Today congressional Republicans have scheduled a vote on H.R. 2, the repeal of Obamacare. There is no sign of any hope it will go any further than that, but it will put every member of Congress on record as we head to the next election.
Barney Frank might call this an "air kiss" to the Tea Party. Frank would be right, and the Tea Party certainly deserves a kiss for turning our attention to these two related issues for the new legislative season: the Constitution and well-meaning-but-you-should-know-better government overreach that ignores constitutional boundaries.
Our political system is one of "limited government," a wonderful modern invention. Because government power is not only useful but also dangerous to those under its care, we have found it wise to circumscribe that power by three factors: the rule of law, enumerated powers, and individual rights.
Those who govern us do so only under law, ultimately a fundamental law that we call the Constitution. Those who make the law must themselves submit to the laws they make.
But consider the 2010 Democratic healthcare law. The fact that this law is baldly unconstitutional gave Democratic lawmakers no pause whatsoever. The reason? Democrats think of the Constitution as a "living document," and so it doesn't matter what it actually says. The challenge for those living under it is not to conform their legislative wishes to the Constitution but-by clever rhetoric and legal reasoning-to conform the Constitution to the legislative wishes of the day. That way, we keep that old document in step with current values. We keep it "alive." But this approach is the opposite of the rule of law and of limited government. The very purpose of the Constitution is to restrain the political passions and moral prejudices of the day until such time as we formally amend it by consent of the people.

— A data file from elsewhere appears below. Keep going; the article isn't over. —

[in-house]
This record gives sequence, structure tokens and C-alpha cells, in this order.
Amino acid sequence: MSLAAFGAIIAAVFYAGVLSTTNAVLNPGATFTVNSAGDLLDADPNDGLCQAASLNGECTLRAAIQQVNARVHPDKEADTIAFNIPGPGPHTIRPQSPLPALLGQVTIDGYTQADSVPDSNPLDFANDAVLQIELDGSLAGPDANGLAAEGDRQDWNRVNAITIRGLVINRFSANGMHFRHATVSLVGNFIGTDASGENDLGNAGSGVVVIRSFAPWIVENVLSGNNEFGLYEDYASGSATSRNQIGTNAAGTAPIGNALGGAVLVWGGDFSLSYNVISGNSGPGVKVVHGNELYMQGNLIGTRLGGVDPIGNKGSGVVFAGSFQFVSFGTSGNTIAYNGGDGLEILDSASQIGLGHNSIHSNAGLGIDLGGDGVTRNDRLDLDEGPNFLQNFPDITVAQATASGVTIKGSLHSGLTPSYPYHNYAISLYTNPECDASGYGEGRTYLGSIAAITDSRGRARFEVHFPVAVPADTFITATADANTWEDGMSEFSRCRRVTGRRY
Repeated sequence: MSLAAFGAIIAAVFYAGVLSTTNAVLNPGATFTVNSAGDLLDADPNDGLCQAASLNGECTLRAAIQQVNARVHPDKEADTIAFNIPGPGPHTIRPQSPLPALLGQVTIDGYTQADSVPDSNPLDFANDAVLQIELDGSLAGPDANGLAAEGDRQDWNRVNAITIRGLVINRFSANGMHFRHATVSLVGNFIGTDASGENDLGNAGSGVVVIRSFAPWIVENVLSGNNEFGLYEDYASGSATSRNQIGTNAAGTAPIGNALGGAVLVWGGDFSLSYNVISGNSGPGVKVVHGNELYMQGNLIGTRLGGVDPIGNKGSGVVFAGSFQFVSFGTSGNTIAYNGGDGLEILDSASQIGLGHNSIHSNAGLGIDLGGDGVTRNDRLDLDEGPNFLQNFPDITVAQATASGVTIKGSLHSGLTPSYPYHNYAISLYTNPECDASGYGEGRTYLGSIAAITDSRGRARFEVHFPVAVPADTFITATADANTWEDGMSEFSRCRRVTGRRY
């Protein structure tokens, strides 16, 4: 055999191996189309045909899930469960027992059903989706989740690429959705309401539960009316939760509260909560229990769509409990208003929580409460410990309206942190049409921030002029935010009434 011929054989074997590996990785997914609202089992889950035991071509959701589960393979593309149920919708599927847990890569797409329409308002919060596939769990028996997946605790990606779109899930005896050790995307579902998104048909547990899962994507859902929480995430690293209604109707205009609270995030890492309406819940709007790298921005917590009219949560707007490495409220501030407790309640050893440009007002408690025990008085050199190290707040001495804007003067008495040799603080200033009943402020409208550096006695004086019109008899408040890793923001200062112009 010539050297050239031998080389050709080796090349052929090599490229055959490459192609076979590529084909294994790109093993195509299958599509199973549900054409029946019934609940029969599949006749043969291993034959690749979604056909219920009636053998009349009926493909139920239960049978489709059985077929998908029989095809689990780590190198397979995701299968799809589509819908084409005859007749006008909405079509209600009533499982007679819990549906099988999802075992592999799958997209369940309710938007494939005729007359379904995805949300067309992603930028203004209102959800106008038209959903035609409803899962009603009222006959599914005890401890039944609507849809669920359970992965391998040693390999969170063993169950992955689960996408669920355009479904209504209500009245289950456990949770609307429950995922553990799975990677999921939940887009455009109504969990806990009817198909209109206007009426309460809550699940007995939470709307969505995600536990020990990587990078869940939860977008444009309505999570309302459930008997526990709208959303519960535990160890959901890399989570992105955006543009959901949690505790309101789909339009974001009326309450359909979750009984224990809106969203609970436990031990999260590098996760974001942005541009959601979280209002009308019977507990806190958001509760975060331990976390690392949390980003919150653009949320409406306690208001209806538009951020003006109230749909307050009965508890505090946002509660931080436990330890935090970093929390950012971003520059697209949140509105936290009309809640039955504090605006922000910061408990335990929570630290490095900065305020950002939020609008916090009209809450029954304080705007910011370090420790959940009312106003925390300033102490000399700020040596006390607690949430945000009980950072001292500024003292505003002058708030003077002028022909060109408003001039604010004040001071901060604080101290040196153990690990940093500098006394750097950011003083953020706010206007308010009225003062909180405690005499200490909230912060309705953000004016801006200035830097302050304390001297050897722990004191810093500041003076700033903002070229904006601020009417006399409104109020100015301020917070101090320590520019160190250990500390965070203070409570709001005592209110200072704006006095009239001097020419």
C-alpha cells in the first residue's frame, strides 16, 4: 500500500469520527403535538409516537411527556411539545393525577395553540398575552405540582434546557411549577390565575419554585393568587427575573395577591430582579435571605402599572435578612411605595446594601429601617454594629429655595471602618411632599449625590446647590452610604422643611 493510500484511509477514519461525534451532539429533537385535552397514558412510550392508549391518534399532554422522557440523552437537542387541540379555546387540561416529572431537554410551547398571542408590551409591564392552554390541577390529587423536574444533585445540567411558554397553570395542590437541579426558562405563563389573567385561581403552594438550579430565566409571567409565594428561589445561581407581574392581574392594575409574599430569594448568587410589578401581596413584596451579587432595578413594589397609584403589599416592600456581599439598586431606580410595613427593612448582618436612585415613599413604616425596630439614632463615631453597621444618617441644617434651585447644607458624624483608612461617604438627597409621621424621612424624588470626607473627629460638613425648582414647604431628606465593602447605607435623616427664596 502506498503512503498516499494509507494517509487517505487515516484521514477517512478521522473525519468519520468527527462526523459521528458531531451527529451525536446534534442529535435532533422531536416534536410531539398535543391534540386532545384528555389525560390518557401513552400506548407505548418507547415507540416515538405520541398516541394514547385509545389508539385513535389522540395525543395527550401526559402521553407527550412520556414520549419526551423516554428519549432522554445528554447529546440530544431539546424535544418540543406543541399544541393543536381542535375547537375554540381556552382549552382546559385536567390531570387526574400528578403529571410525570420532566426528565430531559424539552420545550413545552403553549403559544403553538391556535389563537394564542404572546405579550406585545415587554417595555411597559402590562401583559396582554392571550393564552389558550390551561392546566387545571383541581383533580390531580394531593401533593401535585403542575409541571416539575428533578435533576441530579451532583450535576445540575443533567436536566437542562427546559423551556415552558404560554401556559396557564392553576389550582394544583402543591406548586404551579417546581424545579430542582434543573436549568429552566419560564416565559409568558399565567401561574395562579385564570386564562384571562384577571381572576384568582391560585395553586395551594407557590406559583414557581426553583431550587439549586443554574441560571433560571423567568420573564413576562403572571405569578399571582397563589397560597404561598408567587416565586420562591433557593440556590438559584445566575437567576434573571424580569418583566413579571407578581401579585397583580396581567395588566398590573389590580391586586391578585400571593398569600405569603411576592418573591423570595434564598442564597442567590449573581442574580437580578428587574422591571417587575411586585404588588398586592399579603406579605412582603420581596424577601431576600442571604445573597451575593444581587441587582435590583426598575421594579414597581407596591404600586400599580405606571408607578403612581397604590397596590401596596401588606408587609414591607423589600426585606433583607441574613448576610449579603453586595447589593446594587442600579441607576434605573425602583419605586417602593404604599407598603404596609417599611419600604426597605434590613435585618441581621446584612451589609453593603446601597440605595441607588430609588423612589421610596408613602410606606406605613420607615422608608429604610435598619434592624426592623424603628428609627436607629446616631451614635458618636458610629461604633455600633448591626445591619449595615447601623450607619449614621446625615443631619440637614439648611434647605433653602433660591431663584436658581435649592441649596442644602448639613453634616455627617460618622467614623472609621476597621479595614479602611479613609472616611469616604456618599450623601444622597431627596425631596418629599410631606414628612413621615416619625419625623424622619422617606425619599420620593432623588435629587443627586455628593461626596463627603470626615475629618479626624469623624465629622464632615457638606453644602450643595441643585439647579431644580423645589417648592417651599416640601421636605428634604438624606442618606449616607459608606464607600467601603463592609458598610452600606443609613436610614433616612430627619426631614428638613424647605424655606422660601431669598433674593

Our government is limited also as to its ends. We established our government to accomplish specific tasks, and we have enumerated those tasks in the Constitution. Recognizing that our lawmakers have lost sight of this principle, the Republican-controlled House of Representatives has established a rule that any proposed bill must specify the constitutional justification for whatever exercise of power the bill requires.
But the Democratic Party leadership cannot seem to think of anything the federal government should not be doing. When asked where in the Constitution she found the authority to require people to buy health insurance, then-House Speaker Nancy Pelosi responded with incredulity: "Are you serious? Are you serious?" How often have we heard a politician on the left tell a heartrending personal story and then leap immediately to proposing a federal government solution? The unstated assumption is that every unhappiness is the government's responsibility to remedy. The broader the government, the more egalitarian the solution. And so the federal government is always the instrument of choice.
This impulse may proceed from a kind-hearted sentiment, but not a noble sentiment because it does not respect people's liberty. Even if President Obama and all his allies in this healthcare revolution were entirely public-spirited in their intentions, their reforms would establish a structure for a later, less high-minded generation of officials to lord it over a prostrate and helpless American people. Not good.
Every elected representative takes a solemn oath to defend the Constitution. Yet, judging by what they do, not by what they say, Democrats these days don't seem to believe in any of these features of limited government. If the purpose of government is not simply to praise what is good among the people (1 Peter 2:14) but to provide for the people's good itself, then to limit the government in any way is an act of hostility toward the people.
Apparently, the people don't see it that way. That's why this week, in response to unambiguous popular demand, the Republican majority in Congress, perhaps along with some keen-eared Democrats, will send a message to the upper house and the president about limited government and liberty.